The start of Farmington resident Frank Chaves’ career as the Simsbury High wrestling coach hardly presaged that he and the team were on the road to greatness.
Indeed, with Chaves - who never wrestled competitively in high school or college - at the helm, the Trojans went a combined 1-29 in the 1977-78 and 1978-79 seasons.
Halls of fame aren’t exactly filled with people with nearly no pedigree in the sport in which they coached, or who started their careers with a .033 winning percentage after 30 matches.
Fast forward to 2013, however, and Chaves defied the odds, as he along with five others will be inducted into the National Wrestling Hall of Fame on April 20.
Over a span of 29 years, Chaves compiled an impressive 452-194-5 record, with 12 Central Connecticut Conference West titles, two state Class L championships (1995, 1997) and a Class LL title (1992), beating Danbury by three points. Simsbury High had 24 winning seasons in 29 years, and finished in the top five of the Class L and Class LL tournaments 16 times. Twelve wrestlers coached by Frank won State Open championships and two earned New England titles, according to a press release.
Not bad for someone who wrestled only briefly in junior high school when he was a kid. He fell into the Simsbury High head coach coaching job because there was a vacancy.
“I was coaching football at the time,” Chaves said in a telephone interview Wednesday. “They made a change and a lot of the kids who were wrestling were football players. They asked me if I would do it. I said, ‘Sure.’”
Through hard work and, perhaps a little naivete - he was just 22 when he took over as coach - Chaves built the program from the ground up, starting with 10 or 11 kids that first year. Chaves took his rudimentary understanding of wrestling, attended coaching clinics and took advice from other coaches.
His teams didn’t have a losing record from 1980, when the Trojans went 9-7, through his retirement as a coach after the 2005-06 season. He retired as a physical education teacher in Simsbury in 2010.
“Coaching is coaching, not matter what sport it is,” he said. “You can be an Olympic champion, but if you can’t relate to the kids, you’re going to be a terrible coach.”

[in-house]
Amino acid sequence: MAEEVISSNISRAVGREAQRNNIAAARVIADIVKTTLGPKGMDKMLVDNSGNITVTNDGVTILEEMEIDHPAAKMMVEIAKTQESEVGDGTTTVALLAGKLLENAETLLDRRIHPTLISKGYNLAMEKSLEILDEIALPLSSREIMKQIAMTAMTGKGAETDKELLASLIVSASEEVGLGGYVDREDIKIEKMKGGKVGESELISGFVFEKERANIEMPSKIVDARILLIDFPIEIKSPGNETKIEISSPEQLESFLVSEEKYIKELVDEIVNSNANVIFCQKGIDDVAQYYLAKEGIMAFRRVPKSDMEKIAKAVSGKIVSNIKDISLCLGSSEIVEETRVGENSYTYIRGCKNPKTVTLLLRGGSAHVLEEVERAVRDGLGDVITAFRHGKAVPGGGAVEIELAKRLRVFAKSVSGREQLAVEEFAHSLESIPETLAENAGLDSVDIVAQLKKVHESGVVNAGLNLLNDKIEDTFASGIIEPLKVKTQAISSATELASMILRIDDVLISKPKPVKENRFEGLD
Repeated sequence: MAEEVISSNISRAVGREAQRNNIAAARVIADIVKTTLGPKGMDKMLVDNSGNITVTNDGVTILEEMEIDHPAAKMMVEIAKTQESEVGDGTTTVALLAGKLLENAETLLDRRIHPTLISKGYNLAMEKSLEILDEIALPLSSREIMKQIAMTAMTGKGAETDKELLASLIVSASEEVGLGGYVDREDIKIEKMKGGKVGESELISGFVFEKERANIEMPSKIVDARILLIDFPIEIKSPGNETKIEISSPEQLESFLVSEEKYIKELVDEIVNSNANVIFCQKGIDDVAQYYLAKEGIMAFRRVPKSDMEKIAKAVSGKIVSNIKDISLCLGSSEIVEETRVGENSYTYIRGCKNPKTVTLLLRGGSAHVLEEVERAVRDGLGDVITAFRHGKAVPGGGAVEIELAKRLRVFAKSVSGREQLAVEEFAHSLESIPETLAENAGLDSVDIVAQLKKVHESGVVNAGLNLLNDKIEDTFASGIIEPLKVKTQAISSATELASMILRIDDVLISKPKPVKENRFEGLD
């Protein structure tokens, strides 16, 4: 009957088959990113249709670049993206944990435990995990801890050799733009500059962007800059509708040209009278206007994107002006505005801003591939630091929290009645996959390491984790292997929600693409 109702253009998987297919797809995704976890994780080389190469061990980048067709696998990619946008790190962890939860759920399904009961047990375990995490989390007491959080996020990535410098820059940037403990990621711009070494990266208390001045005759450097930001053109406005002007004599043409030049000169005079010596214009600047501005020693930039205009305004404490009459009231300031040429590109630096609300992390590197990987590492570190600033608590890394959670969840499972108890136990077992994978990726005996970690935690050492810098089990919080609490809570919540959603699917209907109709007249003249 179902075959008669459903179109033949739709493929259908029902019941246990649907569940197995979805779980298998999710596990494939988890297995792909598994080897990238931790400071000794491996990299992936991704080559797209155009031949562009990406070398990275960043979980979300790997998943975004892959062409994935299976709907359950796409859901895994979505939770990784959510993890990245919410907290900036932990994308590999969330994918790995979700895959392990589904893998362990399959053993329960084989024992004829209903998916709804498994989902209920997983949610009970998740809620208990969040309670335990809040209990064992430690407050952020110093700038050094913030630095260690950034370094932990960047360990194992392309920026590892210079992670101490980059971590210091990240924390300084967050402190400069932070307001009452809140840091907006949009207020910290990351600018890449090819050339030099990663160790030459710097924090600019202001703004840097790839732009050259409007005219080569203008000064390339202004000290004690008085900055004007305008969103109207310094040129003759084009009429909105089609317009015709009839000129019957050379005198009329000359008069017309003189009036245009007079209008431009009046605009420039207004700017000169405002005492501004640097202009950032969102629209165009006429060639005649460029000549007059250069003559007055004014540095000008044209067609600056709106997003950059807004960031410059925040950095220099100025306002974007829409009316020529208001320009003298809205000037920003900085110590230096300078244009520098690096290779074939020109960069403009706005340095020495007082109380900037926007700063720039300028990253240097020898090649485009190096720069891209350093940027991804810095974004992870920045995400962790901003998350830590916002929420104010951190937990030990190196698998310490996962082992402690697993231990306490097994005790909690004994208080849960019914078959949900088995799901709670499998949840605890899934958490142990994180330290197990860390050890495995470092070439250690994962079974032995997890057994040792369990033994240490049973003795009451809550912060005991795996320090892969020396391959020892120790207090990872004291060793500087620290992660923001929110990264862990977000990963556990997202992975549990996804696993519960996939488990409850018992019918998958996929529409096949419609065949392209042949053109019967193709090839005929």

Yet for all the achievements and accolades he received afterward - which includes his induction into the New England Wrestling Hall of Fame in 2004 - the most satisfaction that he got from coaching wasn’t from the championships, but from watching kids progress from freshman to senior year.
“When you wrestle, you are all by yourself,” Chaves said. “You have to have confidence in yourself.”
But Chaves said that wrestling teaches kids that confidence can be a skill acquired through hard work.
“From your freshman year, when you step out onto that mat, to be successful you have to go through a lot of growing pains,” he said. “Especially at the beginning, you’re going to have setbacks and losses. To see kids overcome that when they become juniors and seniors [was the most rewarding]. Hopefully it helped them later on. A lot of hard work goes a long way. You have to work for it.
“No one is a CEO of a company right out of college. You get to that point through hard work.”
And that hard work also applies to Chaves, who, after all the years he put in as a coach and now as a referee, is receiving one of wrestling’s highest honors in this country.
“I was pleased, of course,” Chaves said of learning of his Hall of Fame selection. “It’s the culmination of 29 years of coaching.”
Chaves said that, more than anything, he wanted to express his gratitude to the Simsbury parents.
“I just appreciate that they trusted me with their kids over the years,” he said.
The induction ceremony is April 20 from 6 to 10 p.m. at the MGM Grand Hotel at Foxwoods
Tickets are $85 for adults and $25 for children 12 and under. To purchase tickets online, visit cwhof.ticketleap.com or http://cwhof.ticketleap.com/ct-wrestling-hall-of-fame-banquet/.